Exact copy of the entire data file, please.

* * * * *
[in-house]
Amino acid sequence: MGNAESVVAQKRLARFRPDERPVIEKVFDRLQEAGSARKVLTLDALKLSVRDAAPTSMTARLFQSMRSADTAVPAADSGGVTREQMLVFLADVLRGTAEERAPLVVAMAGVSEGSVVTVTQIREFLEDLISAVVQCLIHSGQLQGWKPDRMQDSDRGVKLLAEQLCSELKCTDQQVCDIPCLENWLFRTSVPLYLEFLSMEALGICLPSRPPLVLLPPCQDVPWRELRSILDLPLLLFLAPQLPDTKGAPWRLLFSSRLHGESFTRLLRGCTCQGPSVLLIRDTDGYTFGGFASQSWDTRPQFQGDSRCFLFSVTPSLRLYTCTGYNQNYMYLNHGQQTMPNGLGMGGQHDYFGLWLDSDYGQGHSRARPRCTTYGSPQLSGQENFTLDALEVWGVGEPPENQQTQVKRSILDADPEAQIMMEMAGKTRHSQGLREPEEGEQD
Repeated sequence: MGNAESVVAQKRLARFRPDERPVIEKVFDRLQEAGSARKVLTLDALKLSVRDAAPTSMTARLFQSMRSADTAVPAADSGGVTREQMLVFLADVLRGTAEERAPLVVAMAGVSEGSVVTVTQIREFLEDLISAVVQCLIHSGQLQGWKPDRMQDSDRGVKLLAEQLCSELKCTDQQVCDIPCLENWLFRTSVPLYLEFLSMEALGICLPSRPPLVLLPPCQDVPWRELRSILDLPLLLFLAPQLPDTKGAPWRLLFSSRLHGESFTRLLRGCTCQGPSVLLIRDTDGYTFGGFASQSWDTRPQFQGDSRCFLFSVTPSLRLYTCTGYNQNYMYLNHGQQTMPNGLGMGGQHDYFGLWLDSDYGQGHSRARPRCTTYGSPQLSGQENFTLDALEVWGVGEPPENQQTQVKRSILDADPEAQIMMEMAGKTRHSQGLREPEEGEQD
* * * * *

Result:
[in-house]
Amino acid sequence: MGNAESVVAQKRLARFRPDERPVIEKVFDRLQEAGSARKVLTLDALKLSVRDAAPTSMTARLFQSMRSADTAVPAADSGGVTREQMLVFLADVLRGTAEERAPLVVAMAGVSEGSVVTVTQIREFLEDLISAVVQCLIHSGQLQGWKPDRMQDSDRGVKLLAEQLCSELKCTDQQVCDIPCLENWLFRTSVPLYLEFLSMEALGICLPSRPPLVLLPPCQDVPWRELRSILDLPLLLFLAPQLPDTKGAPWRLLFSSRLHGESFTRLLRGCTCQGPSVLLIRDTDGYTFGGFASQSWDTRPQFQGDSRCFLFSVTPSLRLYTCTGYNQNYMYLNHGQQTMPNGLGMGGQHDYFGLWLDSDYGQGHSRARPRCTTYGSPQLSGQENFTLDALEVWGVGEPPENQQTQVKRSILDADPEAQIMMEMAGKTRHSQGLREPEEGEQD
Repeated sequence: MGNAESVVAQKRLARFRPDERPVIEKVFDRLQEAGSARKVLTLDALKLSVRDAAPTSMTARLFQSMRSADTAVPAADSGGVTREQMLVFLADVLRGTAEERAPLVVAMAGVSEGSVVTVTQIREFLEDLISAVVQCLIHSGQLQGWKPDRMQDSDRGVKLLAEQLCSELKCTDQQVCDIPCLENWLFRTSVPLYLEFLSMEALGICLPSRPPLVLLPPCQDVPWRELRSILDLPLLLFLAPQLPDTKGAPWRLLFSSRLHGESFTRLLRGCTCQGPSVLLIRDTDGYTFGGFASQSWDTRPQFQGDSRCFLFSVTPSLRLYTCTGYNQNYMYLNHGQQTMPNGLGMGGQHDYFGLWLDSDYGQGHSRARPRCTTYGSPQLSGQENFTLDALEVWGVGEPPENQQTQVKRSILDADPEAQIMMEMAGKTRHSQGLREPEEGEQD